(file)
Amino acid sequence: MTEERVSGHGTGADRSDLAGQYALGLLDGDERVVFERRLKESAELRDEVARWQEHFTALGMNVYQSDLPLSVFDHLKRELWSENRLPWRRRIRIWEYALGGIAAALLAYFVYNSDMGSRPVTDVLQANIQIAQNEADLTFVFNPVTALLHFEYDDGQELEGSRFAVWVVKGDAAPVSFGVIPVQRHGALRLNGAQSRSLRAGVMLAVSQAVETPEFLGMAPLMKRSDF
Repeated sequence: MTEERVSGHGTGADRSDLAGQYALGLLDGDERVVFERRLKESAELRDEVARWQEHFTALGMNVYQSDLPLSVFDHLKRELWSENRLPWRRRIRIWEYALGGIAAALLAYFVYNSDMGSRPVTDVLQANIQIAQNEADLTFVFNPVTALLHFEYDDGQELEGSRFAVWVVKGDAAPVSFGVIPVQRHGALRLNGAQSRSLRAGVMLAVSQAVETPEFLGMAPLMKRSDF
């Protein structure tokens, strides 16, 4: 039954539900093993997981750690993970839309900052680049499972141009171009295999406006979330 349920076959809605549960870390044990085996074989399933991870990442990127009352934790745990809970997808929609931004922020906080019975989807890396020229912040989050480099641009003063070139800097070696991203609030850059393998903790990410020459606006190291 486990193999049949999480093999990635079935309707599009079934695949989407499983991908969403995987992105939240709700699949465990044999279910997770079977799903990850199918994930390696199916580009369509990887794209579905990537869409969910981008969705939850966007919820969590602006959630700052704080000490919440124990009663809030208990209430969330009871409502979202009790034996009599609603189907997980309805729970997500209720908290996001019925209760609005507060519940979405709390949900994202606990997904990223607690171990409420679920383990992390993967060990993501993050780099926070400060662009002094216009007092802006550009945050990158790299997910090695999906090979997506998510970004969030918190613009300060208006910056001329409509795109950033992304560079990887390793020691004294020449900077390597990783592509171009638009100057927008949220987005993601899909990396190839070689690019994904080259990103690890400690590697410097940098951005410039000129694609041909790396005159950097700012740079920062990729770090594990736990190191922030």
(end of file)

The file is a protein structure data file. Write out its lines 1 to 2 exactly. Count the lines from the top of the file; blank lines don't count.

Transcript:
Amino acid sequence: MTEERVSGHGTGADRSDLAGQYALGLLDGDERVVFERRLKESAELRDEVARWQEHFTALGMNVYQSDLPLSVFDHLKRELWSENRLPWRRRIRIWEYALGGIAAALLAYFVYNSDMGSRPVTDVLQANIQIAQNEADLTFVFNPVTALLHFEYDDGQELEGSRFAVWVVKGDAAPVSFGVIPVQRHGALRLNGAQSRSLRAGVMLAVSQAVETPEFLGMAPLMKRSDF
Repeated sequence: MTEERVSGHGTGADRSDLAGQYALGLLDGDERVVFERRLKESAELRDEVARWQEHFTALGMNVYQSDLPLSVFDHLKRELWSENRLPWRRRIRIWEYALGGIAAALLAYFVYNSDMGSRPVTDVLQANIQIAQNEADLTFVFNPVTALLHFEYDDGQELEGSRFAVWVVKGDAAPVSFGVIPVQRHGALRLNGAQSRSLRAGVMLAVSQAVETPEFLGMAPLMKRSDF